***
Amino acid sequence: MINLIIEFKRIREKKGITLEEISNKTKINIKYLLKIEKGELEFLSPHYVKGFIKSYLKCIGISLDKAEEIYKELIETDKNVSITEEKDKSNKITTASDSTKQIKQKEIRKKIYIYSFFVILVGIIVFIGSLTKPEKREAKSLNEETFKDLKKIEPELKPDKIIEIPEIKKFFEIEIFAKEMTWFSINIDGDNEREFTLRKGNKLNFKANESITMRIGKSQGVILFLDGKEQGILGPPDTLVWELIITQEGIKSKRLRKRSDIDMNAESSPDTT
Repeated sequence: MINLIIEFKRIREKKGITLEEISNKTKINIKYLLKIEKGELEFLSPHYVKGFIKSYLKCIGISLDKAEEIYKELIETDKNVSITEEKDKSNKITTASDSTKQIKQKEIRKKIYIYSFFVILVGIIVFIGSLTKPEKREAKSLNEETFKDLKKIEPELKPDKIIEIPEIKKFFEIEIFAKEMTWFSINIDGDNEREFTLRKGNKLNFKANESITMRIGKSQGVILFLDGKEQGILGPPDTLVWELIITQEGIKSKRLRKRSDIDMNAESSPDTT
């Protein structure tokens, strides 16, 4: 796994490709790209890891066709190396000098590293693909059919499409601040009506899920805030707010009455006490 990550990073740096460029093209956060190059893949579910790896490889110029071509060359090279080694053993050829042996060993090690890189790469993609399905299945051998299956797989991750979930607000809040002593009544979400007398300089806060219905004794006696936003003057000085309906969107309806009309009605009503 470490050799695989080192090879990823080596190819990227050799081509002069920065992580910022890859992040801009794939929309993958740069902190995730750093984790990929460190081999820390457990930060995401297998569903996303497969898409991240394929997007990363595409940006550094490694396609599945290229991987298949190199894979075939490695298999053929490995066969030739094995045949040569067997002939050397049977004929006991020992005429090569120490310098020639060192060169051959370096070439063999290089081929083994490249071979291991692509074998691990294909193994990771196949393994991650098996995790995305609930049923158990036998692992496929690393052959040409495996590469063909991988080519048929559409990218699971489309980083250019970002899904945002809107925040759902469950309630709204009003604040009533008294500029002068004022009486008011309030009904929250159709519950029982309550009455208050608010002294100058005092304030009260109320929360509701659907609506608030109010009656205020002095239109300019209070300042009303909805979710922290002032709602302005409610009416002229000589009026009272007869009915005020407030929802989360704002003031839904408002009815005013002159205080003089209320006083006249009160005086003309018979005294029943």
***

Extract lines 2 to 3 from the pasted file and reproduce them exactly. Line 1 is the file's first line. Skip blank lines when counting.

Repeated sequence: MINLIIEFKRIREKKGITLEEISNKTKINIKYLLKIEKGELEFLSPHYVKGFIKSYLKCIGISLDKAEEIYKELIETDKNVSITEEKDKSNKITTASDSTKQIKQKEIRKKIYIYSFFVILVGIIVFIGSLTKPEKREAKSLNEETFKDLKKIEPELKPDKIIEIPEIKKFFEIEIFAKEMTWFSINIDGDNEREFTLRKGNKLNFKANESITMRIGKSQGVILFLDGKEQGILGPPDTLVWELIITQEGIKSKRLRKRSDIDMNAESSPDTT
């Protein structure tokens, strides 16, 4: 796994490709790209890891066709190396000098590293693909059919499409601040009506899920805030707010009455006490 990550990073740096460029093209956060190059893949579910790896490889110029071509060359090279080694053993050829042996060993090690890189790469993609399905299945051998299956797989991750979930607000809040002593009544979400007398300089806060219905004794006696936003003057000085309906969107309806009309009605009503 470490050799695989080192090879990823080596190819990227050799081509002069920065992580910022890859992040801009794939929309993958740069902190995730750093984790990929460190081999820390457990930060995401297998569903996303497969898409991240394929997007990363595409940006550094490694396609599945290229991987298949190199894979075939490695298999053929490995066969030739094995045949040569067997002939050397049977004929006991020992005429090569120490310098020639060192060169051959370096070439063999290089081929083994490249071979291991692509074998691990294909193994990771196949393994991650098996995790995305609930049923158990036998692992496929690393052959040409495996590469063909991988080519048929559409990218699971489309980083250019970002899904945002809107925040759902469950309630709204009003604040009533008294500029002068004022009486008011309030009904929250159709519950029982309550009455208050608010002294100058005092304030009260109320929360509701659907609506608030109010009656205020002095239109300019209070300042009303909805979710922290002032709602302005409610009416002229000589009026009272007869009915005020407030929802989360704002003031839904408002009815005013002159205080003089209320006083006249009160005086003309018979005294029943």